amplification the amount
of speech signal missed
can be 50% to 75% with
40 dB loss and 80% to
100% with 50 dB loss. Is
likely to have delayed or
defective syntax, limited
vocabulary, imperfect
speech production and an
atonal voice quality.
Ofte n with this degree of
hearing loss,
communication is
significantly affected, and
socialization with peers
with normal hearing
becomes increasingly
difficult. With full time use
of hearing aids/FM
systems child may be
judged as a less
competent learner. There
is an increasing impact on
self-e s t e e m .
Refer to special education
for language evaluation
and for educational followup. Amplification is
essential (hearing aids and
FM system). special
education support may be
needed, especially for
primary child ren.
Attention to oral language
development, reading and
written language.
Auditory skill development
and speech therapy
usually needed. Teacher
inservice required.
Without amplification,
conversation must be very
loud to be understood. A
55 dB loss can cause child
to miss up to 100% of
speech information. Will
have marked difficulty in
school situations requiring
verbal communication in
both one-to -o n e a n d
group situations. Delayed
language, syntax, reduced
speech intelligibility and
atonal voice quality likely.
Full time use of hearing
aids/FM systems may
result in child being
judged by both peers and
adults as a less competent
learner, resulting in poorer
self concept, social
maturity and contributing
to a sense of rejection.
Inservice to address these
attitudes may be helpful.
Full time use of
amplification is essential.
Will need resource teacher
or special class depending
on magnitude of language
delay. May require special
help in all language skills,
language based academic
subjects, vocabulary,
grammar, pragmatics as
well as reading and
writing. Probably needs
assistance to expand
experimental language
b a s e . Inservice of
mainstream teachers
required.
Without amplification may
hear loud voices about one
foot from ear. W h e n
amplified optimally,
children with hearing
ability of 90 dB or better
should be able to identify
environmental sounds and
detect all of the sounds of
speech. If loss is of
prelingual onset, oral
language and speech may
not develop spontaneously
or will be severely
delayed. If hearing loss is
of recent onset speech is
likely to deteriorate with
quality becoming atonal.
Child may prefer other
children with hearing
i m pairments as friends or
playmates. This may
further isolate the child
from the mainstream,
however, these peer
relationships may foster
improved self concept and
a sense of cultural
identity.
May need full-time special
aural/oral program for
with emphasis on all
auditory language skills,
speechreading, concept
development and speech.
As loss approaches 8090dB, may benefit from a
Total Communication
approach, especially in the
early language learning
years. Individual hearing
aid/personal FM system
e s s e n tial. Need to
monitor effectiveness of
communication modality.
Participation in regular
classes as much as
beneficial to student.
Inservice of mainstream
teachers essential.
Aware of vibrations more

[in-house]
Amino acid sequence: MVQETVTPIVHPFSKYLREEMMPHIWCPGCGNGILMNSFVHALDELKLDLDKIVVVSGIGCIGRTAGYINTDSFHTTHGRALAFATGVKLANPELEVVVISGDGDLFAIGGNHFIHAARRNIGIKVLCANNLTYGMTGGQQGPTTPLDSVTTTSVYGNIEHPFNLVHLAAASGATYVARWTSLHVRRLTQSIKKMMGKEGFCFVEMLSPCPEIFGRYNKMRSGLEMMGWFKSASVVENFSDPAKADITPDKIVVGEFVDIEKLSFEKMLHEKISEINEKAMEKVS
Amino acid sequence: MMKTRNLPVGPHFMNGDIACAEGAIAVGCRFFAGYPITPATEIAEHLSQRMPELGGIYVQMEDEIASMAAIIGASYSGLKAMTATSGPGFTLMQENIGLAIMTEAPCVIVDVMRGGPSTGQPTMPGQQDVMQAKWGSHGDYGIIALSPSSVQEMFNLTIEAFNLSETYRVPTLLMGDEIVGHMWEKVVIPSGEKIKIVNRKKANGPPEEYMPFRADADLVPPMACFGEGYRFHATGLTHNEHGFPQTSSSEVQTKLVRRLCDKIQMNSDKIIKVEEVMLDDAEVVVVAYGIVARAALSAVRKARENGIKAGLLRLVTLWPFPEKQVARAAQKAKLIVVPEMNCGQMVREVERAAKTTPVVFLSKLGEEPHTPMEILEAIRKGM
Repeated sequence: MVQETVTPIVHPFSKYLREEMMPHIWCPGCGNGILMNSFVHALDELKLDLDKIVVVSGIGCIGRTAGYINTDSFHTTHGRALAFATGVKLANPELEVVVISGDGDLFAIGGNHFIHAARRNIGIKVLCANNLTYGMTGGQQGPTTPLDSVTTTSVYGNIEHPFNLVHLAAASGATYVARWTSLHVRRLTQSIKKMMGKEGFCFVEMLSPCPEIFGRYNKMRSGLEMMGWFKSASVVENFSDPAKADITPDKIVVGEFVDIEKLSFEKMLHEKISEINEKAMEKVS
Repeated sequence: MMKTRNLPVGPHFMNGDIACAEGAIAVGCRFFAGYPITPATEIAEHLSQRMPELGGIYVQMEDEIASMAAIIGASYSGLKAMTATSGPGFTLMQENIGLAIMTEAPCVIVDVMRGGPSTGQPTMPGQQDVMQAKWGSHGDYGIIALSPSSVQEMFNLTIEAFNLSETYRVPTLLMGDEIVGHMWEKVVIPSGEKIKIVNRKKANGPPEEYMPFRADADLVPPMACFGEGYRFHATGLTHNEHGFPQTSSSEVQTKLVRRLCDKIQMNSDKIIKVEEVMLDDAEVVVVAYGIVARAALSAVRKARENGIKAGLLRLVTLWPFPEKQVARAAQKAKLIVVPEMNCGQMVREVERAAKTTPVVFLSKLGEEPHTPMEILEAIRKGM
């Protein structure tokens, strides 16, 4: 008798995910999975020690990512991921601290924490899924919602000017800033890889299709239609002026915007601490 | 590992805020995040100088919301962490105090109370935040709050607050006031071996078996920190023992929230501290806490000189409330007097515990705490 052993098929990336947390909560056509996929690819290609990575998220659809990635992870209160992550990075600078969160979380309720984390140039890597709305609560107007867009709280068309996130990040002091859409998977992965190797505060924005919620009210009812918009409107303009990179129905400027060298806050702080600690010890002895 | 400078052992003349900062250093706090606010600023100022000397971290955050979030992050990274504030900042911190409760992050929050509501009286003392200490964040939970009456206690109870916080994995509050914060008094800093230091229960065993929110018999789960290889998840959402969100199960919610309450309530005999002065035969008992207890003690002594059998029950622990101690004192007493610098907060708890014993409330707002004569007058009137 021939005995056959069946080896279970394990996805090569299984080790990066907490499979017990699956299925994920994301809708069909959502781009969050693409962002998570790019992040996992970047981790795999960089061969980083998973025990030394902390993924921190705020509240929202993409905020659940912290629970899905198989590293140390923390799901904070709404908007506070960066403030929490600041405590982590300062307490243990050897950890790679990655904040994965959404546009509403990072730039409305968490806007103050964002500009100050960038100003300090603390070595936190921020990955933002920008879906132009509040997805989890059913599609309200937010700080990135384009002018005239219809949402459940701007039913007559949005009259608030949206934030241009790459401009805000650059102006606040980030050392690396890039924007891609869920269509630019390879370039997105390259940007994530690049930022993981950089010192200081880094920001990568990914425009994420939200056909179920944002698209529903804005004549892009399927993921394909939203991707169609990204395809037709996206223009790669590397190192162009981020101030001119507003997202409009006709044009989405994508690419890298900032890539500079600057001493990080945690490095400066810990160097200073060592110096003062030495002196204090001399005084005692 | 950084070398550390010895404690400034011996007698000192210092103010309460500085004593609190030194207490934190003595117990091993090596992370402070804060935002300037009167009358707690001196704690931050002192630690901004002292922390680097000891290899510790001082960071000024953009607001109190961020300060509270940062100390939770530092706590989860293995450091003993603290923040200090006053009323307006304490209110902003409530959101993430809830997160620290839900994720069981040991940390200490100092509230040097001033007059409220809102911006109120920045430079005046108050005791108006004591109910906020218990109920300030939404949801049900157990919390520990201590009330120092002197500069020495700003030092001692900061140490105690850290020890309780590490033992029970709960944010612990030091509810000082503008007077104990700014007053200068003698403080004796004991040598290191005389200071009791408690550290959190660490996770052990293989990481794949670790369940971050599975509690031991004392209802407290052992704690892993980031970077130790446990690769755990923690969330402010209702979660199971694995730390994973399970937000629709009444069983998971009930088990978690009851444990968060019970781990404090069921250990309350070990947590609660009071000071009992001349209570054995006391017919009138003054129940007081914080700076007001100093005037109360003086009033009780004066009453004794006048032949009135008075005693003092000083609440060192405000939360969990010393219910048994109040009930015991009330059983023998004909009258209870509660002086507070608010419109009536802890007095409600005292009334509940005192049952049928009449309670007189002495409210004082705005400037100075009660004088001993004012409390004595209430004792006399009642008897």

than tonal pattern. Many
rely on vision rather than
hearing as primary avenue
for communication and
learning. Detection of
speech sounds dependent
upon loss configuration
and use of amplification.
Speech and language will
not develop spontaneously
and is likely to deteriora te
rapidly if hearing loss is of
recent onset.
Depending on
auditory/oral competence,
peer use of sign language,
parental attitude, etc.,
child may or may not
increasingly prefer
association with the deaf
culture.
May need special program
for deaf children with
emphasis on all language
skills and academic areas.
Program needs specialized
supervision and
comprehensive support
services. Early use of
amplification likely to help
if part of an intensive
training program. May be
cochlear implant or
vibrotactile aid candidate.
DEGREE OF LONG-TERM HEARING LOSS
TO PSYCHOSOCIAL IMPACT AND EDUCATIONAL NEEDS
requires continual
appraisal of needs in
regard to communication
and learning mode. Parttime in regular classes as
much as beneficial to
student.
UNILATERAL
One normal
hearing ear and
one ear with at
least a permanent
mild hearing loss
May have difficulty hearing
faint or distant speech.
Usually has difficulty
localizing sounds and
voices. Unilateral listener
will have greater difficulty
understanding speech
when environment is noisy
and/or reverberant.
Difficulty detecting or
understanding soft speech
from side of bad ear,
especially in group
discussion.
Child may be accused of
selective hearing due to
discrepancies in speech
understanding in quiet
versus noise. Child will be
more fatigued in
classroom setting due to
greater effort needed to
listen. May appear
inattentive or frustrated.
Behavior problems
sometimes evident.
May benefit from personal
FM or soundfield FM
system in classroom.
CROS hearing aid may be
of benefit in quiet
settings. Needs favorable
seating and lighting.
Student is at risk for
educational difficulties.
Educational monitoring
warranted with support
services provided as soon
as difficulties appear.
Teacher inservice is
beneficial.
NOTE: All children with hearing loss require periodic audiologic evaluation,
rigorous monitoring of amplification and regular monitoring of
communication skills. All children with hearing loss (especially conductive)
need appropriate medical attention in conjunction with educational
programming.
References:
Olsen, W.O., Hawkins, D.B. VanTassell, D.J. (1987). Representatives of the Longterm Spectrum of Speech. Ear &
Hearing, Supplement 8, pp. 100-108.
Mueller, H.G. & Killion, M.C. (1990). An easy method for ca lculating the articulation index. The Hearing Journal
43, 9, pp. 14-22.
Hasenstab, M. S. (1987). Language Learning and Otitis Media , College Hill Press, Boston, MA.
Developed by:
Karen L. Anderson, Ed.S & Noel D. Matkin, Ph.D (1991)
Adapted from:
Bernero , R.J. & Bothwell, H. (1966). Relationship of Hearing Impairment to Eductional Needs. Illinois
Department of Public Health & Office of Superintendent of Public Instruction.
Peer Review by:
Members of the Eductional Audiology Association, Winter 1991.